Tracking hunters for safety

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Brent Puqiqnak is entering the final several months of his two-year term position as a youth research apprentice with Ottawa-based Carleton University.

Jordan Takkiruq, left, and Brent Puqiqnak work at the Gjoa Haven Hunters and Trappers Association. They issue inReach GPS devices and monitor the related data to ensure hunters are safe. photo courtesy of Brent Puqiqnak

Visitors to the Gjoa Haven Hunters and Trappers Association are likely to see Puqiqnak, a Qiqirtaq Ilihakvik graduate, on weekday afternoons. He issues inReach devices – which use satellites for GPS and can send SOS signals if hunters or fishers encounter trouble on the land – and he monitors the related data.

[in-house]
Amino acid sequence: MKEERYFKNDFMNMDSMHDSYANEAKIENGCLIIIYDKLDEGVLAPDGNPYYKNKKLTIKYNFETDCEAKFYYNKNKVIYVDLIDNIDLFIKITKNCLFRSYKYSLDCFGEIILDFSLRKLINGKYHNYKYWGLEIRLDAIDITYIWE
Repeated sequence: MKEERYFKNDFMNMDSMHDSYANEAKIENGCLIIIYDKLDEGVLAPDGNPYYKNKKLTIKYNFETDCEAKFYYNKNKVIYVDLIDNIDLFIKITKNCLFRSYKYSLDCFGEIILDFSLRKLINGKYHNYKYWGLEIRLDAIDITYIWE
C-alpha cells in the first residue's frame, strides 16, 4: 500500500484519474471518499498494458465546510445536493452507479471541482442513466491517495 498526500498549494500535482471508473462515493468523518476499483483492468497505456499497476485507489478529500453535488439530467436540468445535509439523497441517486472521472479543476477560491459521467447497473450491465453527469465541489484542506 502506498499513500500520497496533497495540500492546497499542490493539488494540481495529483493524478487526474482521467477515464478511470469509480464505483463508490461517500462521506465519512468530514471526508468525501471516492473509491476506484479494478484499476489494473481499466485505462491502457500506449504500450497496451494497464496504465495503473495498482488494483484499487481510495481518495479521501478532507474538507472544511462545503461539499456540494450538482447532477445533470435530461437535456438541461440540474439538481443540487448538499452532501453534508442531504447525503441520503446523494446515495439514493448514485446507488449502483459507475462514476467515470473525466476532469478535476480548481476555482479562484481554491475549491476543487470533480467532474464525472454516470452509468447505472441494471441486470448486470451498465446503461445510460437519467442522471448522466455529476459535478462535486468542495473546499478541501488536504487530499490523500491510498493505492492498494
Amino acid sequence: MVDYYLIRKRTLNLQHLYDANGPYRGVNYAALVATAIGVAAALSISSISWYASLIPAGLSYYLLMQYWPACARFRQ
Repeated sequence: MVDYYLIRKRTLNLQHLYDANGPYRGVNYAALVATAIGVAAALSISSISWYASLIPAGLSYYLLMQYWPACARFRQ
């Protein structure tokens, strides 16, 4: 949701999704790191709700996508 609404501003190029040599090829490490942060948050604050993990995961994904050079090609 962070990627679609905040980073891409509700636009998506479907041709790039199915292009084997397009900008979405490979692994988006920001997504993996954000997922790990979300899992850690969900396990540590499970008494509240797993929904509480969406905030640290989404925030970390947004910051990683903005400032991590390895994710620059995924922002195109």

“I can communicate with them and I can see where they are on the website,” said Puqiqnak, adding that the communication between him and the harvesters is done by texting.

There are nine inReach devices available for loan at no cost to hunters or fishers. When they return the units, all the harvesters are asked to do is complete a survey, Puqiqnak said.

With all the data points and figures that Puqiqnak is responsible to enter into a computer, he said he has decided that he’s going to pursue accounting as a career.